Good, easy-to-use Mac app for 3D models?

Discussion in 'Design and Graphics' started by joepancake, Jan 15, 2014.

  1. joepancake macrumors newbie

    Joined:
    Jan 15, 2014
    Location:
    Germany
    #1
    I'm searching for a good, easy-to-use Mac program for creating 3D models such as like those iPhone mockups every designer loves to do. But as i'm doing it more hobby-wise, i wouldn't like to pay more than MAXIMAL $50 for it. Beside 3D models, it should of course include basic features like text, zoom etc.

    Again, things i'd like to create are for example a iPhone mockup, but also how i imagine the next Nintendo handheld and home console to be. I'm also dreaming of Apple-designed headphones and speakers, which i'd like to bring in paper as well.

    I have experience with Pixelmator so far, but i can only do 2D models with this program, which is quite limited.

    It'd be great if i'd get some recommendations here :)
     
  2. fig macrumors 6502a

    fig

    Joined:
    Jun 13, 2012
    Location:
    Austin, TX
    #2
    Your best bet, at least for getting started, is probably something like SketchUp. There's also Wings3D and Blender but Blender has a bit of a steep learning curve and is probably a lot more than you need, at least starting out.
     
  3. Jessica Lares macrumors G3

    Jessica Lares

    Joined:
    Oct 31, 2009
    Location:
    Near Dallas, Texas, USA
    #3
    Verto Studio 3D is pretty good. I have the mobile version of it.

    Here's the demo: http://vertostudio.com/forum/viewtopic.php?f=3&t=126

    full price is $19.99 on the Mac App Store.

    There's not really any documentation on it, because if you know how to use something like Maya/Blender/Modo/etc, these other apps are pretty easy to get into.
     
  4. juanm macrumors 65816

    juanm

    Joined:
    May 1, 2006
    Location:
    Fury 161
  5. slayerizer macrumors 6502a

    slayerizer

    Joined:
    Nov 9, 2012
    Location:
    Canada
    #5
    +1 for Blender but if you wanted a native OSX app, Cheetah 3d is exclusive to the Mac.

    http://www.cheetah3d.com/

    it's 99$ but it may get on sale from time to time.. there is a free trial.
     
  6. bakechad macrumors member

    Joined:
    Jan 4, 2008
    #6
    Easy to use and 3D modeling don't really go together. It takes a lot of time and dedication to produce quality work.

    I vote for Blender too. It has a crazy learning curve, but it is free/open source and there are a ton of examples and training materials available for free. So you can focus in on some training on the areas you would like to accomplish and work backwards rather than learning the software from the ground up. Nothing like some hands on tutorial work to learn a complex piece of software.
     
  7. fig macrumors 6502a

    fig

    Joined:
    Jun 13, 2012
    Location:
    Austin, TX
    #7
    My issue with Blender's learning curve is that it doesn't tend to work like other software does, I've got experience in a variety of packages and I was lost trying to get around in Blender.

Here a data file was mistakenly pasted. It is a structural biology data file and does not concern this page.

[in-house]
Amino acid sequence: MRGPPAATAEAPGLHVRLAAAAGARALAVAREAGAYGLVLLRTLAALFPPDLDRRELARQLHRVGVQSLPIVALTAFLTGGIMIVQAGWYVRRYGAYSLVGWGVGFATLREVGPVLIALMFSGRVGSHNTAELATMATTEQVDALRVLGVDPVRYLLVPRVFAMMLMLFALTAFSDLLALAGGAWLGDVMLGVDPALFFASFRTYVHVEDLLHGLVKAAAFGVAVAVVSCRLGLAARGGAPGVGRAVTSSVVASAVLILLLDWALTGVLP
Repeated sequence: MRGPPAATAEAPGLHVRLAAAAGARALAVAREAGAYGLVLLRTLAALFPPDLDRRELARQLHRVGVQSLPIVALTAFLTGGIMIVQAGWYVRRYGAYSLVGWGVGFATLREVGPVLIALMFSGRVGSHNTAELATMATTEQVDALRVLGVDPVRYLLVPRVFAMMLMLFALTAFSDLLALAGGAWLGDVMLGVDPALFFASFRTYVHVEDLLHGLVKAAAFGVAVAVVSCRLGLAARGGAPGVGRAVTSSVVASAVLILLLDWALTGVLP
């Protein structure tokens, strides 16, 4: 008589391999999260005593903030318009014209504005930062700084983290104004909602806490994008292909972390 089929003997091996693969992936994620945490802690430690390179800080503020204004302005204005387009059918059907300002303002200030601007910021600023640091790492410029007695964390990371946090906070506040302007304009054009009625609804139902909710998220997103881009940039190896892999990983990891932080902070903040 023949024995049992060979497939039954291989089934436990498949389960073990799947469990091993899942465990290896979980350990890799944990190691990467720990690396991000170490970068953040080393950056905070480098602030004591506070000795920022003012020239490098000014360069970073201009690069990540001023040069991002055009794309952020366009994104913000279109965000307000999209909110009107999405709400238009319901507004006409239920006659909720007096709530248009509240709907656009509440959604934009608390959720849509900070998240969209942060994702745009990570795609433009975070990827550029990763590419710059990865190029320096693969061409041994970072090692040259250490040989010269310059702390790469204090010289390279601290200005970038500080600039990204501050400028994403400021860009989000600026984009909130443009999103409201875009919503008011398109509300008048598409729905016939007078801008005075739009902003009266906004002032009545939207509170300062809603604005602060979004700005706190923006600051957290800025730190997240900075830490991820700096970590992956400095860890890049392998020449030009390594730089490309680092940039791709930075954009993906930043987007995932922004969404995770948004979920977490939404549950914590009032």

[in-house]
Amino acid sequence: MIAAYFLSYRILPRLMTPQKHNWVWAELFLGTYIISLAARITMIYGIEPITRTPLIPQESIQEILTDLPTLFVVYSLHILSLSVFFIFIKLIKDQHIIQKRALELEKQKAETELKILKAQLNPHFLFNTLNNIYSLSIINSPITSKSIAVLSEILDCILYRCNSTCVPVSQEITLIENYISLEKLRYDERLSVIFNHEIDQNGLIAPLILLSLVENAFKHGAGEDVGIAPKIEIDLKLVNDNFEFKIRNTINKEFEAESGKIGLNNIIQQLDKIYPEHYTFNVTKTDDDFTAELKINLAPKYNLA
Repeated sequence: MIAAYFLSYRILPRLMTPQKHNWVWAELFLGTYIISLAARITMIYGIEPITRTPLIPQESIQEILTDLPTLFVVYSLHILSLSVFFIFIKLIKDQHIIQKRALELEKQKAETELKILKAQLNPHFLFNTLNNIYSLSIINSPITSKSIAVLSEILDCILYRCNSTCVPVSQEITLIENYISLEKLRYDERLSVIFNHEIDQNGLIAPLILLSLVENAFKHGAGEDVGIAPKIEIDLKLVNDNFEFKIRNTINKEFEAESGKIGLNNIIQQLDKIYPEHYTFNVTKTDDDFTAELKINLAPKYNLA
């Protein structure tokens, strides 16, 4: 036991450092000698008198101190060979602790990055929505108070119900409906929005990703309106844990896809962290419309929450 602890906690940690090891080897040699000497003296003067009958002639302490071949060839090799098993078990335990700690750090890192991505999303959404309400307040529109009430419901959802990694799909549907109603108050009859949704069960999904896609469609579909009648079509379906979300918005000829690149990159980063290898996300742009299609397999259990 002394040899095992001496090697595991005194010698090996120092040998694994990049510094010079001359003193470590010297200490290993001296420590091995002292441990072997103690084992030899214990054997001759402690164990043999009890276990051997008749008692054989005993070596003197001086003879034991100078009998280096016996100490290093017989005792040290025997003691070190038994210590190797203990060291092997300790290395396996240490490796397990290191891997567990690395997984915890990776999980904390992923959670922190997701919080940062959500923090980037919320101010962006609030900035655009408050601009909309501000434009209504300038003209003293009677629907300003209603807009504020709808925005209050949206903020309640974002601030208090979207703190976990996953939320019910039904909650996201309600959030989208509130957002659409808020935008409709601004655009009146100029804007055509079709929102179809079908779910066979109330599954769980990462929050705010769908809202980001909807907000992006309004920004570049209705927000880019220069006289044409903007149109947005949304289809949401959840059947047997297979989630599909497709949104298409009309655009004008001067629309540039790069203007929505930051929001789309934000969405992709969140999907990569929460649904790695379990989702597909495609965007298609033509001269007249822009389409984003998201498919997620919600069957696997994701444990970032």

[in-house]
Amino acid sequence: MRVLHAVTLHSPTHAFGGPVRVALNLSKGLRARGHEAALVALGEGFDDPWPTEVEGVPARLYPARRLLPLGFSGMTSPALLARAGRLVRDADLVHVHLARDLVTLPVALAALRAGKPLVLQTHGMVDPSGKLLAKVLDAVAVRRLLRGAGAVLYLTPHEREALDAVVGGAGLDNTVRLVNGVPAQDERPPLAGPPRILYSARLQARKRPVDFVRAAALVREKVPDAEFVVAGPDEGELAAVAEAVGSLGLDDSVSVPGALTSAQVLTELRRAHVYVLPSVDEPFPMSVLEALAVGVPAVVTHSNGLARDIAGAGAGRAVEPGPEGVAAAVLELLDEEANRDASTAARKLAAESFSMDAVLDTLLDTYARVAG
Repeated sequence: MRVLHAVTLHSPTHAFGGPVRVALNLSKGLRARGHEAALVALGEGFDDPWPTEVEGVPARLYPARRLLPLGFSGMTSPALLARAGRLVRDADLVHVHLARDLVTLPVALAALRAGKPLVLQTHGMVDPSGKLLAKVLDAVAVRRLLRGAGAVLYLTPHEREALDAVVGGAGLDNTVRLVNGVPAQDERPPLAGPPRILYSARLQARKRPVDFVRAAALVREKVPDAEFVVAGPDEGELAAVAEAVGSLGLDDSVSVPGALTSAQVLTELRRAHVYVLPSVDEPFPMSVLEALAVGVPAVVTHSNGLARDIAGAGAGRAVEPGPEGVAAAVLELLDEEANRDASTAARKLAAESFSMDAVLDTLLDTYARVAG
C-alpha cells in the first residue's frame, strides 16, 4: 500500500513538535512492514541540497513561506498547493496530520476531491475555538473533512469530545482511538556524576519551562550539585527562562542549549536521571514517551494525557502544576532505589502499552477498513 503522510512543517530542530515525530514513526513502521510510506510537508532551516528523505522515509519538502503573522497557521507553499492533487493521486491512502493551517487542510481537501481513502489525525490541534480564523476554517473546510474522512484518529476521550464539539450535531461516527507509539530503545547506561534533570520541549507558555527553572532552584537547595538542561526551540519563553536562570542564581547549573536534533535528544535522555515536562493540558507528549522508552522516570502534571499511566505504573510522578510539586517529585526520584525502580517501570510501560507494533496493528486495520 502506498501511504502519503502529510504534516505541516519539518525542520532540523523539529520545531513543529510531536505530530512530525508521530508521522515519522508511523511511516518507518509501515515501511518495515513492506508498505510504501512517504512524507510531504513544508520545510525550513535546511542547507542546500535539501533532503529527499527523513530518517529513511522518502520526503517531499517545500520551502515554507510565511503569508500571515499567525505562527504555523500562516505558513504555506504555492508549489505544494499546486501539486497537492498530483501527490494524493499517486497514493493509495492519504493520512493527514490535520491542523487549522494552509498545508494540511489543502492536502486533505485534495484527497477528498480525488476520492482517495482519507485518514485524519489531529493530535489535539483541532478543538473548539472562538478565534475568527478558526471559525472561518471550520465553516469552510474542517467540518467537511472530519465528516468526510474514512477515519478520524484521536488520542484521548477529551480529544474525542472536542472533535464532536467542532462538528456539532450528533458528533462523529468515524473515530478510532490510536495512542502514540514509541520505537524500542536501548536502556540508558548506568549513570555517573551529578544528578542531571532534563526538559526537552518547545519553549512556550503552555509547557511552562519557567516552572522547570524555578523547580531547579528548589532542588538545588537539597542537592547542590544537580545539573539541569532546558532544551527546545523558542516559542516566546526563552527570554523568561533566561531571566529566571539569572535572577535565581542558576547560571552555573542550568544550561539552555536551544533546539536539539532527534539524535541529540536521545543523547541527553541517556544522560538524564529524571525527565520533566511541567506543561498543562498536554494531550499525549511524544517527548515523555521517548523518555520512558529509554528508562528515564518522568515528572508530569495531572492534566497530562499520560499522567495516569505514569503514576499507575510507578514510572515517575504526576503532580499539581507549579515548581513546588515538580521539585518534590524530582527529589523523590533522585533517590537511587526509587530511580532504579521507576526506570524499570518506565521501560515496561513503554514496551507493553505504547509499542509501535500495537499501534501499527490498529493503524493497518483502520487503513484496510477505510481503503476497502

A simple polygonal modeler will have a much shorter learning curve and have a hobbyist creating work pretty quickly. It will also give you some knowledge that can easily be applied to pretty much any other package should you choose to move to something more complicated later on.
     
  8. bakechad macrumors member

    Joined:
    Jan 4, 2008
    #8
    Agreed.

    The big upsides of Blender is that it is free and for a hobbyist who hasn't used any other software and may never be able to purchase 3D modeling software, blender makes sense.

    For someone who thinks they are going to jump around between software or try to make a professional career where you will work somewhere where they dictate the software, then Blender isn't a great choice.
     
  9. smetvid macrumors 6502

    Joined:
    Nov 1, 2009
    #9
    While Blender is a complex program there are a couple of things that may make it easy to learn.

    1. Huge community of people willing to share methods and help you. A lot of commercial 3D artists hold their secrets pretty tight.

    2. All the free tutorial content you could ever want or need. Commercial apps tend to have great tutorials that cost money. Sure there are free ones as well but some of the really good tutorials are paid for.

    3. Because Blender is free there are a lot of users out there. This makes finding help online sometimes rather easy. Especially if you need to find free help.

    4. Blender has some really good paid books and video tutorials that are not insanely expensive like some commercial software books or video tutorial series.


    The major benefit to learning a program like Blender is once you do learn it you are really only limited by your imagination and rendering speed.

    I myself am a 3DS Max user but I also love Blender and what it can do. I use 3DS Max professionally at work and definitely enjoy using it more than Blender but that is largely due to habit and comfort since I have used 3DS Max for over 15 years.
     
  10. fig macrumors 6502a

    fig

    Joined:
    Jun 13, 2012
    Location:
    Austin, TX
    #10
    I've rarely if ever found that to be the case. There are active communities of very helpful people for lots of different packages that I've used.

    As per Blender, it has lots of capabilities and from what I've heard a great community. That doesn't change the fact, however, that an inexperienced 3d artist (which I'm guessing the OP is) could be creating something within 10 minutes of picking up SketchUp or Wings3D. They could always look at something like Blender if they have a need for a more complete package later on.
     

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